Close to nature

Close to nature

Sustainable fashion

Close to nature
British fashion designer Vivienne Westwood once said, “Buy less. Choose well. Make it last. Quality, not quantity. Everybody’s buying far too many clothes.”

These words by one of the most noted designers stand especially true at a time when the fashion industry has been impacting the environment in a negative manner.

With another World Environment Day approaching, designers and fashionistas talk about responsible fashion and how sustainability in the industry is a growing philosophy.

“Sustainable fashion is no more just a trend, it is about a sensible choice made by an individual,” says designer Preeti Raja.

The founder of ‘The Revival Project’ adds, “I remember how my grandmother and mother used to wear clothes made only from natural fabrics like handloom cotton. It is only in the last 20 years that we, influenced greatly by the west, buy an outfit without thinking if that particular fabric is good for us or the environment.”

She adds, “But now that I am in this field, I have realised the difference and I constantly work towards using only eco-friendly fabrics like handloom cotton and silk.”

Though sustainable fashion is still a niche segment in India, she points out that there are people who are taking steps towards making sustainability a way of life. 

“It is important to spread awareness among youngsters as they are the ones who keep a close watch on fashion. Keeping them well informed can help the environment in a long run,” she says.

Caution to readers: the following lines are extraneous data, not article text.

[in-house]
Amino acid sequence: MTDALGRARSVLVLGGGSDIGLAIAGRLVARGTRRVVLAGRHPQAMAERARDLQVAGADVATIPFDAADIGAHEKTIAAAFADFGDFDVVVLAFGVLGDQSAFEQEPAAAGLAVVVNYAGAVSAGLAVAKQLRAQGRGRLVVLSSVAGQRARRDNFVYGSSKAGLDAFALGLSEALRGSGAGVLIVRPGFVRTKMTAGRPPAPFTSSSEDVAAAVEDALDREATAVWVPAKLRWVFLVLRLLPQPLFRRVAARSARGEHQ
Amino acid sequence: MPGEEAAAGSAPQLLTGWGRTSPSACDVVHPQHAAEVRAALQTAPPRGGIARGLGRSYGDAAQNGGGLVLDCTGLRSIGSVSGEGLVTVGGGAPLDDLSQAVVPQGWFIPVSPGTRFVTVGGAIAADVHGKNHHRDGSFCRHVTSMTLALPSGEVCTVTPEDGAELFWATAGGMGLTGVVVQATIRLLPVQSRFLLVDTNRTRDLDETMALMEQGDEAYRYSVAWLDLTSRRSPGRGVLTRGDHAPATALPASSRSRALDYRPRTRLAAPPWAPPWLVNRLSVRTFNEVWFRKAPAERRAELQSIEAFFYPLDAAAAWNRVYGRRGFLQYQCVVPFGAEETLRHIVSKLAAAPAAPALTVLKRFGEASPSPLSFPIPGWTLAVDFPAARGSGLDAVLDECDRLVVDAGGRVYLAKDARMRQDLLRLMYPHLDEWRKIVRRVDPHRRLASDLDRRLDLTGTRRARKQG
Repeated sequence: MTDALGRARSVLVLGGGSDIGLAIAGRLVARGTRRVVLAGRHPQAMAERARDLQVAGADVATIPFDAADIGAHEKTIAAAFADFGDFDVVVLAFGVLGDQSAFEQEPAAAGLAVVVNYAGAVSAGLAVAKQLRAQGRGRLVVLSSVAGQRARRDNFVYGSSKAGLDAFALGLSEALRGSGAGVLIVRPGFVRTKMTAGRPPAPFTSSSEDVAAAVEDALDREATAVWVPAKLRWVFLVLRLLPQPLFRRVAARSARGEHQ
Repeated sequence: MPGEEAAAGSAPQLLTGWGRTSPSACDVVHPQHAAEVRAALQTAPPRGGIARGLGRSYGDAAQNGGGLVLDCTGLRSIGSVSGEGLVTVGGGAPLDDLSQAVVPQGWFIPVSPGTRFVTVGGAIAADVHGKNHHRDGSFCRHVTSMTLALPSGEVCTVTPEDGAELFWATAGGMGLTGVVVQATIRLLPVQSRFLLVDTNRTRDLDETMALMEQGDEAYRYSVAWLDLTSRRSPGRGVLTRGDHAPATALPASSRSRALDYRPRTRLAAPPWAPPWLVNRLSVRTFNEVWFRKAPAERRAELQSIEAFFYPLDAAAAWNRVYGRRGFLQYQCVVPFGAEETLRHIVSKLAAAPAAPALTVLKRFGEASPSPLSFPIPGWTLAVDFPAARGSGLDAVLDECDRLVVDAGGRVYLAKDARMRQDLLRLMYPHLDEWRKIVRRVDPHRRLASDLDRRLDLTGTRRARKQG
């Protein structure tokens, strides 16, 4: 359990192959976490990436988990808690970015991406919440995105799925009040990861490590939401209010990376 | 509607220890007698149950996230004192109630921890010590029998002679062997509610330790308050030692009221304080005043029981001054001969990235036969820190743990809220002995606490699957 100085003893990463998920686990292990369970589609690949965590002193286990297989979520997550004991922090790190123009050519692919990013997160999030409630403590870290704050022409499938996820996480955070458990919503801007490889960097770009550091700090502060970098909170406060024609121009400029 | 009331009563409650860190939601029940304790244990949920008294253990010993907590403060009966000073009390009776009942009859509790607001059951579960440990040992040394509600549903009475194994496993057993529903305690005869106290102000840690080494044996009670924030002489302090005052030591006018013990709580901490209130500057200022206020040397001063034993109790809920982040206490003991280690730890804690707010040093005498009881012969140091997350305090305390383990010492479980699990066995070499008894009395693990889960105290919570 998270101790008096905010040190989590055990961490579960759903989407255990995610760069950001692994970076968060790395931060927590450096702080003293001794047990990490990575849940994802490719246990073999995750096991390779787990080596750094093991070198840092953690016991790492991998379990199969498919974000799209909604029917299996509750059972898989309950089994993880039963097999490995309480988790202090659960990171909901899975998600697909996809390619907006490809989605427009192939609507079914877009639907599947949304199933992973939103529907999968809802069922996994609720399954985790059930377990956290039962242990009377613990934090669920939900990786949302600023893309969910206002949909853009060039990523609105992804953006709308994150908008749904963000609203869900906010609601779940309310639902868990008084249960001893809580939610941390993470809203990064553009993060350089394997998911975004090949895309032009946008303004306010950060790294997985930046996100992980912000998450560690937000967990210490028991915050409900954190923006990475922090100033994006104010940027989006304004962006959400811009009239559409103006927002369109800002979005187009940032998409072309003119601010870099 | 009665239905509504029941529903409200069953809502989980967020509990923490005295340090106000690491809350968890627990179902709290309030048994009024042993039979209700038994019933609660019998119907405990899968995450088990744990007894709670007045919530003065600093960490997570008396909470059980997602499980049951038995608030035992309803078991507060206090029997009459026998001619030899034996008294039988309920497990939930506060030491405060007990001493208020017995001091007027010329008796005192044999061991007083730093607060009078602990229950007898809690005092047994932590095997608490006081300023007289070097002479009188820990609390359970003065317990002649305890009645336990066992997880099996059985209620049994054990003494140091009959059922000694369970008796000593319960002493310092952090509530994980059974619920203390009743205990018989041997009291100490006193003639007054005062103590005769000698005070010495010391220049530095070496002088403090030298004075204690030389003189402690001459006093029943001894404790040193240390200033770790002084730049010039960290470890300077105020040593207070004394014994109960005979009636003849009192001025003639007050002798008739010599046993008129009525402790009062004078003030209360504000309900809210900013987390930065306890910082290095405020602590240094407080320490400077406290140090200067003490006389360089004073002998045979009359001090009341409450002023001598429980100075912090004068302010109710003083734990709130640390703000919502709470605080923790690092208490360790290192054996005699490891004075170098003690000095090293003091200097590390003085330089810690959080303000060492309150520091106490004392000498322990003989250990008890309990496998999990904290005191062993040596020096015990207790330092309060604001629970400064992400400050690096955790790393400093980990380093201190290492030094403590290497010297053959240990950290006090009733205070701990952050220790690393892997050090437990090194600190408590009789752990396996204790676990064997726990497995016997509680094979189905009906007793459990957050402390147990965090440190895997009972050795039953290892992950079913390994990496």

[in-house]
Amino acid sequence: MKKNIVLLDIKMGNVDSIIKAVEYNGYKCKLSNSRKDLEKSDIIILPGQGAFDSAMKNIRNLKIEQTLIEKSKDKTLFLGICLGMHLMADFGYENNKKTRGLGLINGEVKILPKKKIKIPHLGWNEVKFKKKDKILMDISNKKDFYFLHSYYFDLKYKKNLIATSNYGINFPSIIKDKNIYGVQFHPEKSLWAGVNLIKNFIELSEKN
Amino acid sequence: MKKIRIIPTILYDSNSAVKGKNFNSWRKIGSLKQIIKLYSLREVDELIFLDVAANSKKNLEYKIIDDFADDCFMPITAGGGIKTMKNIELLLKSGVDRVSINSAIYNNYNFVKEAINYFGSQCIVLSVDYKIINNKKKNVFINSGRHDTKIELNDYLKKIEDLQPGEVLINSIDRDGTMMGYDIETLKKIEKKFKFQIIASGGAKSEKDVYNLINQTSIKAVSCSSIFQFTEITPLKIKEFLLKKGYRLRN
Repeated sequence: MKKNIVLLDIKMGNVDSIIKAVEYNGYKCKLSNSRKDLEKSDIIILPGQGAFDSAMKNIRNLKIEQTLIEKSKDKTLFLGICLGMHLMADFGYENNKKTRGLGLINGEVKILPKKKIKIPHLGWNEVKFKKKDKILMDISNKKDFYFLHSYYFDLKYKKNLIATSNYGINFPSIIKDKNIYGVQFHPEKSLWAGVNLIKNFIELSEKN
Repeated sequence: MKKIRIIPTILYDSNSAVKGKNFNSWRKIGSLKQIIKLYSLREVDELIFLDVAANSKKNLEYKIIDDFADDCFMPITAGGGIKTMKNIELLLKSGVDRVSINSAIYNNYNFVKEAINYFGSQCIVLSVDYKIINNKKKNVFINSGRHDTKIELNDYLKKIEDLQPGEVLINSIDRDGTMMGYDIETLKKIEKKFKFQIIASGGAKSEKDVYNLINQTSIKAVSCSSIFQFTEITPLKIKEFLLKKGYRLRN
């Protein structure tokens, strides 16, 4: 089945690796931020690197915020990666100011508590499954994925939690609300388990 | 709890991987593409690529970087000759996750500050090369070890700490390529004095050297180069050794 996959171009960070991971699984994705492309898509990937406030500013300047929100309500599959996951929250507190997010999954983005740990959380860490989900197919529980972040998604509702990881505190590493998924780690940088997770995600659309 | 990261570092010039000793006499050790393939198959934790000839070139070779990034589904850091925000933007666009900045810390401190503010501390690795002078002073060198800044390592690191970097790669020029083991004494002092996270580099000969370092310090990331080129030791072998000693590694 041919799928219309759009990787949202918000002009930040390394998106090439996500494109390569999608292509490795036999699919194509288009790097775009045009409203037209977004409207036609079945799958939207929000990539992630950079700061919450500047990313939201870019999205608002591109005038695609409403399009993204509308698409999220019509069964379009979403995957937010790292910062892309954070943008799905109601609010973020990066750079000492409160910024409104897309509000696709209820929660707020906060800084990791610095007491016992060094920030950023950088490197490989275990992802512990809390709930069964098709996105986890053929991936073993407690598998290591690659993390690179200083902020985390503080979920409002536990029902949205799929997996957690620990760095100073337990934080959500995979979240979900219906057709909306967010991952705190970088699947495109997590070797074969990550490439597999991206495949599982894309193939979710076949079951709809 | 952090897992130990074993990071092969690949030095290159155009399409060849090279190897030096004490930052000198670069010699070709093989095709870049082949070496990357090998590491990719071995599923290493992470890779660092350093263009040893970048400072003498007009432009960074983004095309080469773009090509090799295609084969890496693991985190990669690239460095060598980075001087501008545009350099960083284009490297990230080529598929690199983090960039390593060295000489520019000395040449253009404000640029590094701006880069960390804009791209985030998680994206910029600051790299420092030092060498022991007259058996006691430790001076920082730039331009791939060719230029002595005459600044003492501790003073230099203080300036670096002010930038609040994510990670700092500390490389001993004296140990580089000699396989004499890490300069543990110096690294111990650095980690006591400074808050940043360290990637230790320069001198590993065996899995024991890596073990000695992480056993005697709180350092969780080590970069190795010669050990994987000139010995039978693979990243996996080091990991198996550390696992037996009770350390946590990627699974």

Many people equate eco-fashion to boring and drab clothing. This apart, affordability is another
factor for people to shy away.

Breaking this myth are three young designers from Bengaluru, Gowthami Shekharaiah, Rashmi Yadav and Radhika Vyas Lanjekar, diploma students of J D Institute of Fashion Technology. The trio, who worked on a collection called ‘Unblend’, used primarily natural and recycled yarn to make a fine fabric.

Saying that eco-friendly fashion has been through many changes, Gowthami adds, “We experimented with cotton cord, silk noil, recycled muslin and hibiscus yarn.”

The group made shorts, trousers and dresses out of this fabric and used embellishments of recycled glass. She says, “Sustainable fashion is coming into the fore as people are now more conscious about their environment. It is definitely a step forward.”

Agreeing to this, designer Preeti S Mahajan of ‘Mint n’ Oranges’ says that being aware  of the benefits of sustainable fashion is the need of the hour.

“Interesting campaigns to promote eco-fashion and creating awareness among people about the options to be stylish without damaging the environment is extremely important. Courses on sustainable fashion should be covered in colleges. This way, students will be environmentally and socially responsible and will also focus on their creativity.” says Preeti.
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